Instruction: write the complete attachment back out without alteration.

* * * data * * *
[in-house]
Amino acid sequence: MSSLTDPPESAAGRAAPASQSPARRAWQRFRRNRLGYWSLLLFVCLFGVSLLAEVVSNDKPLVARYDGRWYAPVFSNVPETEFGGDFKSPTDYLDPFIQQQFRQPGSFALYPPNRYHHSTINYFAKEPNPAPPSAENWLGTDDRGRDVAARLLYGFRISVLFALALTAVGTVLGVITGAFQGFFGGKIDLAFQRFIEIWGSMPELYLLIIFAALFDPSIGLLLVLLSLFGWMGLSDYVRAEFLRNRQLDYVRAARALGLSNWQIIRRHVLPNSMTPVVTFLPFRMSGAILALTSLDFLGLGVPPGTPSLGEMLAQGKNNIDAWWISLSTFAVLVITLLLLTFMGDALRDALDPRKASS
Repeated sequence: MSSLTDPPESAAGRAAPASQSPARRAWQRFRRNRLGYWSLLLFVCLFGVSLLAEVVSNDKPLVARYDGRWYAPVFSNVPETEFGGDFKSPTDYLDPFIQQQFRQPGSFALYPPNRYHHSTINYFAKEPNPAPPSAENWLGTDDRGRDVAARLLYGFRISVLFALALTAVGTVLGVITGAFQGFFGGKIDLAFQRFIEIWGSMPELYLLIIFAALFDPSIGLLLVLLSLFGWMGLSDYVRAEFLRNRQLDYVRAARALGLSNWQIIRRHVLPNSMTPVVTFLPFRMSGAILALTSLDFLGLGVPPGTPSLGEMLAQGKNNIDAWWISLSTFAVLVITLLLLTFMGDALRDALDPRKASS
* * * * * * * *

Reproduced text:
[in-house]
Amino acid sequence: MSSLTDPPESAAGRAAPASQSPARRAWQRFRRNRLGYWSLLLFVCLFGVSLLAEVVSNDKPLVARYDGRWYAPVFSNVPETEFGGDFKSPTDYLDPFIQQQFRQPGSFALYPPNRYHHSTINYFAKEPNPAPPSAENWLGTDDRGRDVAARLLYGFRISVLFALALTAVGTVLGVITGAFQGFFGGKIDLAFQRFIEIWGSMPELYLLIIFAALFDPSIGLLLVLLSLFGWMGLSDYVRAEFLRNRQLDYVRAARALGLSNWQIIRRHVLPNSMTPVVTFLPFRMSGAILALTSLDFLGLGVPPGTPSLGEMLAQGKNNIDAWWISLSTFAVLVITLLLLTFMGDALRDALDPRKASS
Repeated sequence: MSSLTDPPESAAGRAAPASQSPARRAWQRFRRNRLGYWSLLLFVCLFGVSLLAEVVSNDKPLVARYDGRWYAPVFSNVPETEFGGDFKSPTDYLDPFIQQQFRQPGSFALYPPNRYHHSTINYFAKEPNPAPPSAENWLGTDDRGRDVAARLLYGFRISVLFALALTAVGTVLGVITGAFQGFFGGKIDLAFQRFIEIWGSMPELYLLIIFAALFDPSIGLLLVLLSLFGWMGLSDYVRAEFLRNRQLDYVRAARALGLSNWQIIRRHVLPNSMTPVVTFLPFRMSGAILALTSLDFLGLGVPPGTPSLGEMLAQGKNNIDAWWISLSTFAVLVITLLLLTFMGDALRDALDPRKASS